I recently ran into a problem where an exported VM from Windows Server 2016 running Hyper-V wasn’t able to be imported on Windows Server 2019 running Hyper-V. When attempting to perform the import, the GUI stated “No virtual machines files found” as shown in the following image. This problem may have been due to using Hyper-V manager on a remote system running Windows Server 2012 R2, although the same system was used for the export.
Since the Hyper-V servers themselves were installed with the Server Core installation option (no GUI), I decided to try importing the VM with PowerShell instead. I was able to successfully import it using the following command.
Import-VM -Path '.\Virtual Machines\BD64EDC0-CD9B-4EFE-8F42-D3EBD9A6F522.vmcx' -Copy -GenerateNewId -VirtualMachinePath D:\ -VhdDestinationPath 'D:\Server01\Virtual Hard Disks\' -SnapshotFilePath D:\Server01\ -SmartPagingFilePath D:\Server01\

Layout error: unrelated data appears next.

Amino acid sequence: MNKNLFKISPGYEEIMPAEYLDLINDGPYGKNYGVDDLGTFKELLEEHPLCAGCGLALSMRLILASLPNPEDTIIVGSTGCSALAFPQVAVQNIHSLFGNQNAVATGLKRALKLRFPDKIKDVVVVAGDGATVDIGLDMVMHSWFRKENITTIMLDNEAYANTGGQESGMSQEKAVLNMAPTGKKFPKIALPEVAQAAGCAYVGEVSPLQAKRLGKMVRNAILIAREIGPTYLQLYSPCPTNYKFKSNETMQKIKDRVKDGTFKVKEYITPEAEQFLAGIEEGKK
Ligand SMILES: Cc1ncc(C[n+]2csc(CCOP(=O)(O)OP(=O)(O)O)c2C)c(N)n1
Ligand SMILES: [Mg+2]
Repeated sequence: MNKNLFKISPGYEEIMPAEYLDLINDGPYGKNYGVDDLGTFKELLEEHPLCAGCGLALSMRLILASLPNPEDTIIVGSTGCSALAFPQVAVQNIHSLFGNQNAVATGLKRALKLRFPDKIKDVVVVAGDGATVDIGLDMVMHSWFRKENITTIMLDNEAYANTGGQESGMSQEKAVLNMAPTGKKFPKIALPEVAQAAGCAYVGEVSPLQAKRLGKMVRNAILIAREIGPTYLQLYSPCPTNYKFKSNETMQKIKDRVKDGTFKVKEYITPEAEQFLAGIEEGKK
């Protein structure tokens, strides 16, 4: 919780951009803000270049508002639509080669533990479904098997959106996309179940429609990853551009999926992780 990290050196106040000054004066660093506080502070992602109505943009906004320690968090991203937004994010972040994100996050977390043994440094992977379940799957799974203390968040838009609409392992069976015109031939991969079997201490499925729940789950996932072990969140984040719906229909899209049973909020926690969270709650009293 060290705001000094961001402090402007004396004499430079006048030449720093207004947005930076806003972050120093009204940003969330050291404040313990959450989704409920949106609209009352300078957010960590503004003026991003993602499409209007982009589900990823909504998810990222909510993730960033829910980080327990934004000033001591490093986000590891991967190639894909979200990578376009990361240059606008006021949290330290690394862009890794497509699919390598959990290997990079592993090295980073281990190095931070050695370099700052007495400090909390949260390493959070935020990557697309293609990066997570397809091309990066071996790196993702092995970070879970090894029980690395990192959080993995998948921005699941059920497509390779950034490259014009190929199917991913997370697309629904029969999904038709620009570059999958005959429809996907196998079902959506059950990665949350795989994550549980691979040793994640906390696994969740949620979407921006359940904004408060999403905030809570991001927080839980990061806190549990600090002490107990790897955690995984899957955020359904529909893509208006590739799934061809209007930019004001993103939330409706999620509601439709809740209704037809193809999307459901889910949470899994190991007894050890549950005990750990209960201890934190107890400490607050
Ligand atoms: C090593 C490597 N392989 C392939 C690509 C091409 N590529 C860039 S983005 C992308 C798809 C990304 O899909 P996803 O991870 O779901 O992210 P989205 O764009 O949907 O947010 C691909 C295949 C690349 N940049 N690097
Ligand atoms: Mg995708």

What I also learned is that if the Hyper-V configuration files exist on a volume on a storage device such as a SAN and that entire volume is connected to the new server, you can simply import the VM without needing to perform an export first. It appears that all an export does is copy the VHD/VHDX files, configuration files, snapshots, etc.
Import-VM -Path '.\Virtual Machines\BD64EDC0-CD9B-4EFE-8F42-D3EBD9A6F522.vmcx' -Register
The previous command performs a “Register in-place” of the VM instead of performing a copy of the files. It assumes that you already have the correct file structure in place as would be the case for performing a simple migration of a storage volume and VM to a new Hyper-V server.
More information can be found in this Microsoft “Export and Import virtual machines” article and the PowerShell help topic for Import-VM.